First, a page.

In Bilbo v. Ocoee Place Condominium Homeowners Ass’n, No. E2013-02532-COA-R3-CV (Tenn. Ct. App. Dec. 12, 2014), plaintiffs filed suit alleging negligent construction of condos. Defendant HOA filed a motion for summary judgment stating that it did not own the property the condos were built on and that the HOA had no control over the construction of the condos. For the purposes of the summary judgment motion, plaintiffs agreed that defendant “had no decision-making authority,” “did not have any role whatsoever in the construction,” and “did not own the land…upon which the condominiums were constructed.”
Based on these facts, the trial court granted defendant summary judgment. Plaintiffs subsequently filed a motion to alter or amend the summary judgment pursuant to Tennessee Rules of Civil Procedure 54.02 and 60.02 claiming to have newly discovered evidence. The Court of Appeals affirmed the trial court’s grant of summary judgment.
When a motion is made to alter summary judgment based on additional evidence under Rule 54.02, a court should consider:
1) the movant’s efforts to obtain evidence to respond to the motion for summary judgment; 2) the importance of the newly submitted evidence to the movant’s case; 3) the explanation offered by the movant for its failure to offer the newly submitted evidence in its initial response to the motion for summary judgment; 4) the likelihood that the nonmoving party will suffer unfair prejudice; and 5) any other relevant factor.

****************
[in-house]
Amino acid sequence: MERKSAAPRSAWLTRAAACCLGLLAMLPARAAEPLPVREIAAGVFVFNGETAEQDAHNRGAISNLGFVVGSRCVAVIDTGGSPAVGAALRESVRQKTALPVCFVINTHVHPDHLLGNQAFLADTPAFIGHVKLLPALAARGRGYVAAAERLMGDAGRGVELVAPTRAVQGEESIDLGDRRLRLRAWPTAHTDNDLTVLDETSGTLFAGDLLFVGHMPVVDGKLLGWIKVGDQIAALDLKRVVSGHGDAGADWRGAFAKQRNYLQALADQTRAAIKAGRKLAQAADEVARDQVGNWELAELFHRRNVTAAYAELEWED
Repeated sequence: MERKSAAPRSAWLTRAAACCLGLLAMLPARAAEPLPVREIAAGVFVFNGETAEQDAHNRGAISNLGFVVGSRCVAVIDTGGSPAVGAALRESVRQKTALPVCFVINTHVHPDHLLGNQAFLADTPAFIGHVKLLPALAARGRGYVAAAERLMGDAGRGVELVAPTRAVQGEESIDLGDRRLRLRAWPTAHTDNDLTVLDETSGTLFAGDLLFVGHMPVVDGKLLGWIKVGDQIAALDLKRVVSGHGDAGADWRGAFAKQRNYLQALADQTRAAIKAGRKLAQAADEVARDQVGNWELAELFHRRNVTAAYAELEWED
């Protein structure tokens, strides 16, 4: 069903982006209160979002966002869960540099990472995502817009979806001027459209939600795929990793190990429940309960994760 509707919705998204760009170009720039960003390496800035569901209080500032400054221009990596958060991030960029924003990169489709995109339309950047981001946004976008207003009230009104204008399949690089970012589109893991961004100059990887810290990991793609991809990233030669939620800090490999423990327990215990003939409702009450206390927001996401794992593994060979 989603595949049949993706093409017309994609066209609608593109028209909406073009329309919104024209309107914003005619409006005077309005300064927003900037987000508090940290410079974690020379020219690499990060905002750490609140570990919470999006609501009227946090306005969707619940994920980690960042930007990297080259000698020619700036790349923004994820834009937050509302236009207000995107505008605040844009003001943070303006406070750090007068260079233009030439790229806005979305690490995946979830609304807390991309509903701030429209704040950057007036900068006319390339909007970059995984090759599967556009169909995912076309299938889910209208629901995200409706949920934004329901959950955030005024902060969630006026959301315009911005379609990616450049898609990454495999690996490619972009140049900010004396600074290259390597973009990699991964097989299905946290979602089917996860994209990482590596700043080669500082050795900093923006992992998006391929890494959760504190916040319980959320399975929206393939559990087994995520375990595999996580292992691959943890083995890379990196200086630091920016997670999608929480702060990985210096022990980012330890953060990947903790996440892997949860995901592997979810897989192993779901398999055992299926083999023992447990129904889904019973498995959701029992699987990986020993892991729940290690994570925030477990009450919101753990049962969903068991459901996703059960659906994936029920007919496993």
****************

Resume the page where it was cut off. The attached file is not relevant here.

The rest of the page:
Bilbo (citation omitted). Here, plaintiffs supported their motion by offering evidence that the defendant HOA did own the land, supported by copies of certain deeds. The Court of Appeals pointed out, however, that plaintiffs provided no explanation as to why the deeds, which were public record, were not obtained prior to summary judgment ruling. The Court also noted that plaintiffs did not offer information regarding their attempts to obtain evidence to use in response to defendant’s motion.
Regarding plaintiffs’ Rule 60.02 motion to alter or amend, the Court of Appeals pointed out that this rule only applies to final judgments, and when plaintiffs filed their motion the summary judgment was not a final order. Further, plaintiffs’ brief stated that they sought relief “due to ‘a mistake of counsel,’” as counsel did not know that the affidavit submitted by defendant would be sufficient for summary judgment. According to the Court, though, “counsel’s ignorance of the law or Rules does not justify Rule 60 relief.” Bilbo (citation omitted).
This case is an important reminder to be diligent in responding to summary judgment motions. A failure to find obtainable evidence or a mistake of counsel will not typically result in relief from an adverse ruling.